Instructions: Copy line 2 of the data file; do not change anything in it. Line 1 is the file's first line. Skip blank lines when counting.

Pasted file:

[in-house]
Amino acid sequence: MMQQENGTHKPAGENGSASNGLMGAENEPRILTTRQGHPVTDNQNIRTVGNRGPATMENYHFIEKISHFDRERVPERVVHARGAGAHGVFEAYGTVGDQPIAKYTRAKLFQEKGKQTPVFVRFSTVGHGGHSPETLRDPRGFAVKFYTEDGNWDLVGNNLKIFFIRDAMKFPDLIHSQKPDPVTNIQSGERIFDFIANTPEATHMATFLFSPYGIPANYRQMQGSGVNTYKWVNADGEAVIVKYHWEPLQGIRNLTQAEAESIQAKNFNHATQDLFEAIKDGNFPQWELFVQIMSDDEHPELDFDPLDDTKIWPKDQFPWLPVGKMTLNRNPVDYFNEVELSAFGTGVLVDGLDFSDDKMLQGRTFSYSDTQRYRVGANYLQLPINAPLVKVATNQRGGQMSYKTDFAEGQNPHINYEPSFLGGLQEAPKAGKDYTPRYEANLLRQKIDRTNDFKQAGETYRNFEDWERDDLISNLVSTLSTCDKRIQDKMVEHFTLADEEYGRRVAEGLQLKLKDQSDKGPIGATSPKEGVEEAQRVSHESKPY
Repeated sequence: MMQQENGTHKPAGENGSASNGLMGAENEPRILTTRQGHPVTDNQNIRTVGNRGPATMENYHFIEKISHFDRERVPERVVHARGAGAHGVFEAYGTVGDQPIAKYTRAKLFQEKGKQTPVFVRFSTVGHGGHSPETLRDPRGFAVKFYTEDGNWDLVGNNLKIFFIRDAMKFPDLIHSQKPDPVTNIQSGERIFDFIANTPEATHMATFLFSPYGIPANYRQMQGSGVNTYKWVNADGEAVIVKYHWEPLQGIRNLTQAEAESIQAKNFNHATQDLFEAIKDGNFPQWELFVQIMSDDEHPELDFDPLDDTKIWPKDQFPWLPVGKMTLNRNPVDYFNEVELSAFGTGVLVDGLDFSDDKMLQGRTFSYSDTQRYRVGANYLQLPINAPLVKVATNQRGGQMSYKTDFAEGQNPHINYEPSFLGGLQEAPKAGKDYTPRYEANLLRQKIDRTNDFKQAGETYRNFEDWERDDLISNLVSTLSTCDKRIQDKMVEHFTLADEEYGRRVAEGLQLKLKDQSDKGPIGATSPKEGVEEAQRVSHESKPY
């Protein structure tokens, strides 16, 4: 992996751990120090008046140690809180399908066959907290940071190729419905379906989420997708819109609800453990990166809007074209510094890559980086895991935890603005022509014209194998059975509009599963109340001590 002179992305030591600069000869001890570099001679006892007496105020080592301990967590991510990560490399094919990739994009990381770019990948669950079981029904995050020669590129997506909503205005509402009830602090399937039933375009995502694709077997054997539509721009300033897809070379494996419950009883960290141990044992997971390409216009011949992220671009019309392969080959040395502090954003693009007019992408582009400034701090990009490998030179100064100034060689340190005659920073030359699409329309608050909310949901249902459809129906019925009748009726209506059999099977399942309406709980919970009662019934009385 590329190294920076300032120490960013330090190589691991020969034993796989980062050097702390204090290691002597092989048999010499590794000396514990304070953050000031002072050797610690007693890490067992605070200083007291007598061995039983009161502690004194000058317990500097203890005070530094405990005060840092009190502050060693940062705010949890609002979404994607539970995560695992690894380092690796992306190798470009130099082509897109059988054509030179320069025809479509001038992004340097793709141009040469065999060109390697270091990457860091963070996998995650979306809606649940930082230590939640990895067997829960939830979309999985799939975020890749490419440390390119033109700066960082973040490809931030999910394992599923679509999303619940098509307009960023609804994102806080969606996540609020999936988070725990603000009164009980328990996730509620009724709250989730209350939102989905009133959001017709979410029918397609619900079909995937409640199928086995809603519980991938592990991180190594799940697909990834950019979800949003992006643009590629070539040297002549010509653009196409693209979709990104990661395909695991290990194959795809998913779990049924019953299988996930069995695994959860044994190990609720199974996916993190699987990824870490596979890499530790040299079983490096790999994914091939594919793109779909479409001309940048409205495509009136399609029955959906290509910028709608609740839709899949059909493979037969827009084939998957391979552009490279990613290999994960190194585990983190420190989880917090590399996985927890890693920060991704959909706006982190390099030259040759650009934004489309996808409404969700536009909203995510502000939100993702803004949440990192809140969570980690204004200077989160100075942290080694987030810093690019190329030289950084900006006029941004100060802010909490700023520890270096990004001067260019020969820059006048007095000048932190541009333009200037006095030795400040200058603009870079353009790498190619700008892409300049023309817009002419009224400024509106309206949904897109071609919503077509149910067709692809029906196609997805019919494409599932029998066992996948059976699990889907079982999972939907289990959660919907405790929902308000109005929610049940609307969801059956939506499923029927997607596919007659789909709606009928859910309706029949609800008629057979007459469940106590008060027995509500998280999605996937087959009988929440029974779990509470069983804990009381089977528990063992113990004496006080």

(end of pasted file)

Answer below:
Amino acid sequence: MMQQENGTHKPAGENGSASNGLMGAENEPRILTTRQGHPVTDNQNIRTVGNRGPATMENYHFIEKISHFDRERVPERVVHARGAGAHGVFEAYGTVGDQPIAKYTRAKLFQEKGKQTPVFVRFSTVGHGGHSPETLRDPRGFAVKFYTEDGNWDLVGNNLKIFFIRDAMKFPDLIHSQKPDPVTNIQSGERIFDFIANTPEATHMATFLFSPYGIPANYRQMQGSGVNTYKWVNADGEAVIVKYHWEPLQGIRNLTQAEAESIQAKNFNHATQDLFEAIKDGNFPQWELFVQIMSDDEHPELDFDPLDDTKIWPKDQFPWLPVGKMTLNRNPVDYFNEVELSAFGTGVLVDGLDFSDDKMLQGRTFSYSDTQRYRVGANYLQLPINAPLVKVATNQRGGQMSYKTDFAEGQNPHINYEPSFLGGLQEAPKAGKDYTPRYEANLLRQKIDRTNDFKQAGETYRNFEDWERDDLISNLVSTLSTCDKRIQDKMVEHFTLADEEYGRRVAEGLQLKLKDQSDKGPIGATSPKEGVEEAQRVSHESKPY